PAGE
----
National Council for Voluntary Organisations 

Thursday 4 September 

Until no later than 2.45 pm 

Health and Safety Executive 

Fire Brigades Union 

Thursday 4 September 

Until no later than 4.00 pm 

Association of Personal Injury Lawyers 

Forum of Insurance Lawyers 

Thompsons Solicitors 

Irwin Mitchell, solicitors 

Thursday 4 September 

Until no later than 4.30 pm 

National Union of Teachers 


(3) the proceedings shall (so far as not previously concluded) be brought to a conclusion at 5.00 pm on Tuesday 14 October —(Mr Vara.)

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That, subject to the discretion of the Chair, any written evidence received by the Committee shall be reported to the House for publication—(Mr Vara.)  

Resolved ,  

That, at this and any subsequent meeting at which oral evidence to be heard, the Committee shall sit in private until the witnesses are admitted—(Mr Vara.)  

12.2 pm 

The Committee deliberated in private.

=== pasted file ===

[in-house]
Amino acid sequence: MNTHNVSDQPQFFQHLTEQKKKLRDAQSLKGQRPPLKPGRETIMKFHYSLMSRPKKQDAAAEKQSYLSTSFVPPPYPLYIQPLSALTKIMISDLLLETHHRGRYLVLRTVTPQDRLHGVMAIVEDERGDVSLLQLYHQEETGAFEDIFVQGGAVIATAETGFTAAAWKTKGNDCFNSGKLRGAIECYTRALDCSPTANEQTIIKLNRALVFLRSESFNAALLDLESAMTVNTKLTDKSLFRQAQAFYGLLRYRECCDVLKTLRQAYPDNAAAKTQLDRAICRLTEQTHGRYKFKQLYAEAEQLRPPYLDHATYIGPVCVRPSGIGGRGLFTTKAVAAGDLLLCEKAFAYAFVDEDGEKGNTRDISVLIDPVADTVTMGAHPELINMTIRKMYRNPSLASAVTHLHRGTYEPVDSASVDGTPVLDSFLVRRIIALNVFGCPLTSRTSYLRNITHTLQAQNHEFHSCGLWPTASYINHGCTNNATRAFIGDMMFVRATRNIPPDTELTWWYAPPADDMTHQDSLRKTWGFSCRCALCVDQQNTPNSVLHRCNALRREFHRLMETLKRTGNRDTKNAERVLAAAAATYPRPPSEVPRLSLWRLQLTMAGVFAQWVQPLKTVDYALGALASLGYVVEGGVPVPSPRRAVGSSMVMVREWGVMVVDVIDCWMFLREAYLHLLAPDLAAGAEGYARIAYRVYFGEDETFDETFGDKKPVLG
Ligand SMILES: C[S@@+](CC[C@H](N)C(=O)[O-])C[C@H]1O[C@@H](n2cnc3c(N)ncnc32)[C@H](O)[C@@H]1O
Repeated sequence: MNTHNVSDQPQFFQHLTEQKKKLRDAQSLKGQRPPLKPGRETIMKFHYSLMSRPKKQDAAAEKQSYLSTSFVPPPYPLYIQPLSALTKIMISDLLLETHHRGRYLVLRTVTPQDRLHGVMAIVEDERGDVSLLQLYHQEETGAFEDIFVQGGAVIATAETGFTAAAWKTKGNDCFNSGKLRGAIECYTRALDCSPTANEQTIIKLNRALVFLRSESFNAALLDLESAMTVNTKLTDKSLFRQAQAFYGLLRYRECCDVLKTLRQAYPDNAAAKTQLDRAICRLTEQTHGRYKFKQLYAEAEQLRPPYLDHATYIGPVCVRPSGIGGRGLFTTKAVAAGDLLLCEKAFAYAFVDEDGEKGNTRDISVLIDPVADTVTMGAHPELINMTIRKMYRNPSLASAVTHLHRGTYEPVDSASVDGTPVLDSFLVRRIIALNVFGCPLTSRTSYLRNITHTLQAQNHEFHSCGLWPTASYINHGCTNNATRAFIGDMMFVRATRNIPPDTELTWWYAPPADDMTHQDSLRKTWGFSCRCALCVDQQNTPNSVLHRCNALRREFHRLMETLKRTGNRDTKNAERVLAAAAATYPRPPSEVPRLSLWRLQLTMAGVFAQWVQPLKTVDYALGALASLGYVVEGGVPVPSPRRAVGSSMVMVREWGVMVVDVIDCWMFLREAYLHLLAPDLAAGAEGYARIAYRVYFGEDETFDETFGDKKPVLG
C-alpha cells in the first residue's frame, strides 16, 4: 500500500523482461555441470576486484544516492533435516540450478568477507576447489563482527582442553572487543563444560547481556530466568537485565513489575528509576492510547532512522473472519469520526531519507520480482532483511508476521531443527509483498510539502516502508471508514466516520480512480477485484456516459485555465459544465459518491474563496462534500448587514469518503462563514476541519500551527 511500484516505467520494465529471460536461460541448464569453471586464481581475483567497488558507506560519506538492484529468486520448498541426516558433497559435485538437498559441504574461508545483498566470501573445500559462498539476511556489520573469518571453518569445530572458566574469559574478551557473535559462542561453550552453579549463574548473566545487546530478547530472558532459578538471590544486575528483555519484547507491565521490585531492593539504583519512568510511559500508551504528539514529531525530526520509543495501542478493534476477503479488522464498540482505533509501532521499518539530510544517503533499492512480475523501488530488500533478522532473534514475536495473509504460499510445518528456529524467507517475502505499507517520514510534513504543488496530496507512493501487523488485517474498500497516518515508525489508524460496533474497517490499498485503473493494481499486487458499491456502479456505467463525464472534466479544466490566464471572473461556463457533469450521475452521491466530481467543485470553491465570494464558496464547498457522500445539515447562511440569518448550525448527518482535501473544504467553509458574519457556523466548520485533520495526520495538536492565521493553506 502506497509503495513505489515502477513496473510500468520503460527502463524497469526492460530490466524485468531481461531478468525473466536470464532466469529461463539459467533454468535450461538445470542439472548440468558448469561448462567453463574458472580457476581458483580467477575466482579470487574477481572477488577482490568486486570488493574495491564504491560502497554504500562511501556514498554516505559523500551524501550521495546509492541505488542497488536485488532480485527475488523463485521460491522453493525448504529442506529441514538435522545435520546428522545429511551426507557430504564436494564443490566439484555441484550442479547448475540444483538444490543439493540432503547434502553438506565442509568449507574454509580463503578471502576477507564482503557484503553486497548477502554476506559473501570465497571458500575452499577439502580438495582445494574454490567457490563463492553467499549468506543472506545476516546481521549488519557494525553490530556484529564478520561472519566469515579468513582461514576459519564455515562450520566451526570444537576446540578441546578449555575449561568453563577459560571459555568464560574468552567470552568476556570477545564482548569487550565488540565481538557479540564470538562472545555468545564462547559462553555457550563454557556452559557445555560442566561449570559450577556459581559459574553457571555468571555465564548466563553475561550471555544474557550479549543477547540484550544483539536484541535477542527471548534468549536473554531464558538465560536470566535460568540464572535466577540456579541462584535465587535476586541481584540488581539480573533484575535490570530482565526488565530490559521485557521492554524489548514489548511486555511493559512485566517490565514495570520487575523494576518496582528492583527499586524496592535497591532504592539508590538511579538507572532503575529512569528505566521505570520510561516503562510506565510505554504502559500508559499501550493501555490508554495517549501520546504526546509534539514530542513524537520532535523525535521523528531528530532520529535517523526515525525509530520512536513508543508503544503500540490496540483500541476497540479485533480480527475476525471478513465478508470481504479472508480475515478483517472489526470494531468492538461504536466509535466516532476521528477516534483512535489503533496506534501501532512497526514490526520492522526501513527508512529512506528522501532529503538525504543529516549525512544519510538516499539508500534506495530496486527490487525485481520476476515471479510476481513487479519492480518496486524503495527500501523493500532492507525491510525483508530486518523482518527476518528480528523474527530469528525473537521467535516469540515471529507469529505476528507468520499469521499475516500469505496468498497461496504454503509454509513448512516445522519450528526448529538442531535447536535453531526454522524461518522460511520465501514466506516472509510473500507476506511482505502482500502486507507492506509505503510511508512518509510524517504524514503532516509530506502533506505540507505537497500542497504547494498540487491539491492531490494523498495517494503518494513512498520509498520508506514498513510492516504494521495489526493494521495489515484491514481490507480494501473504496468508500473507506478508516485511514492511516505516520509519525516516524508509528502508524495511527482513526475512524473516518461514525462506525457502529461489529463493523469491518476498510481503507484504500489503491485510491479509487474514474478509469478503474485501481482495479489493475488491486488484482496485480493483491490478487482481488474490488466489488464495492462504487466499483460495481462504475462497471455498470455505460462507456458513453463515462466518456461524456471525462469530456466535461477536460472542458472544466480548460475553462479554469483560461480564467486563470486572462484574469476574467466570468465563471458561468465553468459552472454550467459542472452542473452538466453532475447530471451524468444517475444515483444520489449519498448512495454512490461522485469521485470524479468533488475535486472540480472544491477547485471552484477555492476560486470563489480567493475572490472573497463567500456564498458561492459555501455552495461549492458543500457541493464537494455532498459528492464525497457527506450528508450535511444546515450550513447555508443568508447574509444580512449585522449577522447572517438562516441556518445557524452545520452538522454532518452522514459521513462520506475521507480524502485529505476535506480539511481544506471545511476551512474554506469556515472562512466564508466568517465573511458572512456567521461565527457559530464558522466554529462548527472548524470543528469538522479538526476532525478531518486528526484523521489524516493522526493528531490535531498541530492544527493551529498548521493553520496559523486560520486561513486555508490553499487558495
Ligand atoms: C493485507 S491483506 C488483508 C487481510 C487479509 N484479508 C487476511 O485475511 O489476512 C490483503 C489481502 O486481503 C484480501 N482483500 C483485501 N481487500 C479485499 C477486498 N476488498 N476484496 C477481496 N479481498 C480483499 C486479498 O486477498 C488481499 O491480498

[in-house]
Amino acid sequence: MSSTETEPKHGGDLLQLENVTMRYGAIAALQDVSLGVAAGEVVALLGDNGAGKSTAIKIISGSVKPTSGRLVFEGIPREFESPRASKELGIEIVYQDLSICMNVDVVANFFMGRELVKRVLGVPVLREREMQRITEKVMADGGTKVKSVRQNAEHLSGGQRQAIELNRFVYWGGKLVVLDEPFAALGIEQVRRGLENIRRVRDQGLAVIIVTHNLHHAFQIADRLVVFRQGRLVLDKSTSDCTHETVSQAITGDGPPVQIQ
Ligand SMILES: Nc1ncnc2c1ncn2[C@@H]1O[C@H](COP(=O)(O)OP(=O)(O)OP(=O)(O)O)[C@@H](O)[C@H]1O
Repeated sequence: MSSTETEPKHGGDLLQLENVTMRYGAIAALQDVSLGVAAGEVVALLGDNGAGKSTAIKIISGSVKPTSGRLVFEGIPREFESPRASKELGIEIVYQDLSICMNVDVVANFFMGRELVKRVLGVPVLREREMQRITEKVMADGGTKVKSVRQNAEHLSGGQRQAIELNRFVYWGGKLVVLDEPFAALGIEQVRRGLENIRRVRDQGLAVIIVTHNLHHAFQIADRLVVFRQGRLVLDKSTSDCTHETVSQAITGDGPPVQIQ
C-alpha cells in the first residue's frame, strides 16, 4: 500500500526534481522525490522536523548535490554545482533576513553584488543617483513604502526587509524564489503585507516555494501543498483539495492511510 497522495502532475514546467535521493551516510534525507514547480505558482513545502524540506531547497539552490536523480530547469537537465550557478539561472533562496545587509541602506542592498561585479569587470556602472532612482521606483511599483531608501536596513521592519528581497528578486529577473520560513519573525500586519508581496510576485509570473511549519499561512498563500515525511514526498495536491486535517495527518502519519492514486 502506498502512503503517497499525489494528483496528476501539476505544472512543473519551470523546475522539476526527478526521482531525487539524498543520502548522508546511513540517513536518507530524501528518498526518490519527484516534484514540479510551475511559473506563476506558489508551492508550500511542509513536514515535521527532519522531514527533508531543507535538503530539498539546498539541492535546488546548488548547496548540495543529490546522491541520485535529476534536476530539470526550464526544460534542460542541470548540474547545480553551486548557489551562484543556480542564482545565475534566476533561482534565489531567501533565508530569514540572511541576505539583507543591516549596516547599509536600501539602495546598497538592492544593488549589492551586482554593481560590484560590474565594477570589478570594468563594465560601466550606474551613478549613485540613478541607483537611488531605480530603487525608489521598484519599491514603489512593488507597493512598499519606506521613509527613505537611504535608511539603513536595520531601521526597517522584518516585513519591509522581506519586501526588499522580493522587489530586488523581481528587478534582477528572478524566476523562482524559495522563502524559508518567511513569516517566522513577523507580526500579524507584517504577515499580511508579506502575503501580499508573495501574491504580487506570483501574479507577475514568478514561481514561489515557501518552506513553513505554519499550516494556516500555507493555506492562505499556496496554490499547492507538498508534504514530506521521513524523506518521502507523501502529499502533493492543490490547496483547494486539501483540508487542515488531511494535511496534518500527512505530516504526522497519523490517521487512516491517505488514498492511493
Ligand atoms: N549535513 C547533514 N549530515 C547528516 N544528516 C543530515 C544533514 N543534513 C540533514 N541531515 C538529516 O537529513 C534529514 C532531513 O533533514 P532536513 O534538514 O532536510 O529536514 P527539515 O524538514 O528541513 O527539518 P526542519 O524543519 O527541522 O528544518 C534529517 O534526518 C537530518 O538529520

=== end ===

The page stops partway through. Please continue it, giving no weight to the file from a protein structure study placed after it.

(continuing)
Examination of Witnesses

Fraser Whitehead gave evidence.  

12.3 pm 

The Chair:  Before calling the first Member to ask a question, I remind Members that questions should be limited to matters within the scope of the Bill and that we must stick to the timings in the programme motion agreed by the Committee. For this session, we have until 12.30 pm only. Will the witness please introduce himself for the record? 

Fraser Whitehead: I am Fraser Whitehead, representing the Law Society of England and Wales. 

Q 1 Mr Andy Slaughter (Hammersmith) (Lab):  I do not know whether Mr Whitehead wants to make any sort of opening statement, but perhaps I can encourage him to do so by asking a general question. I have heard or read various views on the Bill that can be summarised into three groups. First, it does nothing. A senior QC wrote: 

“The Lord Chancellor is proposing an Act of Parliament which is not intended to change the law… If this bill is enacted I do not believe it will make a jot of difference to the way the courts determine cases involving negligence or breach of statutory duty.” 

Secondly, it is confusing because it sends out signals, or sets up potential processes, which—while not adding much—are bureaucratic and add other layers of decision making, even if they will not alter the decision. Thirdly, it is pernicious in some ways, because it is seeking, however clumsily, either to restrict meritorious claims being brought—to put them off—or to give bogus defences to those claims. Which of those views best fits the Law Society’s view? Or do you have a fourth view?